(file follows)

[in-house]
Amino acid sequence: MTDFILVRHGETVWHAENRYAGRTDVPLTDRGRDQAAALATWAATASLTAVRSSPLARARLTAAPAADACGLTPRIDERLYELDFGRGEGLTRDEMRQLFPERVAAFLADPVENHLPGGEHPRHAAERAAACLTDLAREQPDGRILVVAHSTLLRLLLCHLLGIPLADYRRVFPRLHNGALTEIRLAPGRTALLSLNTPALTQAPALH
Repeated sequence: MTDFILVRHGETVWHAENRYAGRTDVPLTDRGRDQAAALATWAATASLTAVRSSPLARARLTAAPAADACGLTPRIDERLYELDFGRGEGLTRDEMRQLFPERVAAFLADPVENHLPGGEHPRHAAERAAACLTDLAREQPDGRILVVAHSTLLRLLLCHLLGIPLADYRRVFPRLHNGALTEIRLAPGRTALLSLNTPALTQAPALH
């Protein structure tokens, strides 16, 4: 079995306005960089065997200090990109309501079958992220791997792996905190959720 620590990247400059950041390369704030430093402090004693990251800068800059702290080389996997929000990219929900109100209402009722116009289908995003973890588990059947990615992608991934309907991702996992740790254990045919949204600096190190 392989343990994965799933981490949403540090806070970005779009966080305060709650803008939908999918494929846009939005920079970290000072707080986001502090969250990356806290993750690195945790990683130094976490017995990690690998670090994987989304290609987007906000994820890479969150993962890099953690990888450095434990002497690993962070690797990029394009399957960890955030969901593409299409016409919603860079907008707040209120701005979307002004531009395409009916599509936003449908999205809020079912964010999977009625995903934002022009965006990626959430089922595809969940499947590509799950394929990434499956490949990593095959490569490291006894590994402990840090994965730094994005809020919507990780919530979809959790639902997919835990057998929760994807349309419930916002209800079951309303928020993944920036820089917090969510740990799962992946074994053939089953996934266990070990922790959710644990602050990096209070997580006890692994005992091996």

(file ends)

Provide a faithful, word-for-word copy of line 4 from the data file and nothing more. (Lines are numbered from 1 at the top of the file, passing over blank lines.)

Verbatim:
């Protein structure tokens, strides 16, 4: 079995306005960089065997200090990109309501079958992220791997792996905190959720 620590990247400059950041390369704030430093402090004693990251800068800059702290080389996997929000990219929900109100209402009722116009289908995003973890588990059947990615992608991934309907991702996992740790254990045919949204600096190190 392989343990994965799933981490949403540090806070970005779009966080305060709650803008939908999918494929846009939005920079970290000072707080986001502090969250990356806290993750690195945790990683130094976490017995990690690998670090994987989304290609987007906000994820890479969150993962890099953690990888450095434990002497690993962070690797990029394009399957960890955030969901593409299409016409919603860079907008707040209120701005979307002004531009395409009916599509936003449908999205809020079912964010999977009625995903934002022009965006990626959430089922595809969940499947590509799950394929990434499956490949990593095959490569490291006894590994402990840090994965730094994005809020919507990780919530979809959790639902997919835990057998929760994807349309419930916002209800079951309303928020993944920036820089917090969510740990799962992946074994053939089953996934266990070990922790959710644990602050990096209070997580006890692994005992091996």